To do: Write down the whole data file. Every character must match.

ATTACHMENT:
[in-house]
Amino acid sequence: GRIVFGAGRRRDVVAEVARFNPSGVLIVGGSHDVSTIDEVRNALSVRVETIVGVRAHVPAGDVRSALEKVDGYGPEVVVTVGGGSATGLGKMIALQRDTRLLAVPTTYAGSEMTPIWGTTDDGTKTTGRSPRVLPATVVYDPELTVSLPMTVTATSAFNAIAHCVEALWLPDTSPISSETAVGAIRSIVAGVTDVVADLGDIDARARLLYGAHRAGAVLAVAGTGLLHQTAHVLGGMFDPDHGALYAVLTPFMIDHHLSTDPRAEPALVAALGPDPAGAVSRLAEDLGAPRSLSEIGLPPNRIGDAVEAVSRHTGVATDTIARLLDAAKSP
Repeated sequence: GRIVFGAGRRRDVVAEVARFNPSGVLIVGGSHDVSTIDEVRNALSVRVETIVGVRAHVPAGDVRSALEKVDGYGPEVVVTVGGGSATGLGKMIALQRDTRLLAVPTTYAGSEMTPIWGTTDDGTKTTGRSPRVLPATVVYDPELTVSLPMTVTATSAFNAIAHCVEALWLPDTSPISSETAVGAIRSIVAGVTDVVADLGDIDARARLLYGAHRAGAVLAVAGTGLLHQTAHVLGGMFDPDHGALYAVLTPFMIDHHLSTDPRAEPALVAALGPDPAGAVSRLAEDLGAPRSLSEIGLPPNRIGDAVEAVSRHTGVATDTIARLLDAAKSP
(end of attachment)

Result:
[in-house]
Amino acid sequence: GRIVFGAGRRRDVVAEVARFNPSGVLIVGGSHDVSTIDEVRNALSVRVETIVGVRAHVPAGDVRSALEKVDGYGPEVVVTVGGGSATGLGKMIALQRDTRLLAVPTTYAGSEMTPIWGTTDDGTKTTGRSPRVLPATVVYDPELTVSLPMTVTATSAFNAIAHCVEALWLPDTSPISSETAVGAIRSIVAGVTDVVADLGDIDARARLLYGAHRAGAVLAVAGTGLLHQTAHVLGGMFDPDHGALYAVLTPFMIDHHLSTDPRAEPALVAALGPDPAGAVSRLAEDLGAPRSLSEIGLPPNRIGDAVEAVSRHTGVATDTIARLLDAAKSP
Repeated sequence: GRIVFGAGRRRDVVAEVARFNPSGVLIVGGSHDVSTIDEVRNALSVRVETIVGVRAHVPAGDVRSALEKVDGYGPEVVVTVGGGSATGLGKMIALQRDTRLLAVPTTYAGSEMTPIWGTTDDGTKTTGRSPRVLPATVVYDPELTVSLPMTVTATSAFNAIAHCVEALWLPDTSPISSETAVGAIRSIVAGVTDVVADLGDIDARARLLYGAHRAGAVLAVAGTGLLHQTAHVLGGMFDPDHGALYAVLTPFMIDHHLSTDPRAEPALVAALGPDPAGAVSRLAEDLGAPRSLSEIGLPPNRIGDAVEAVSRHTGVATDTIARLLDAAKSP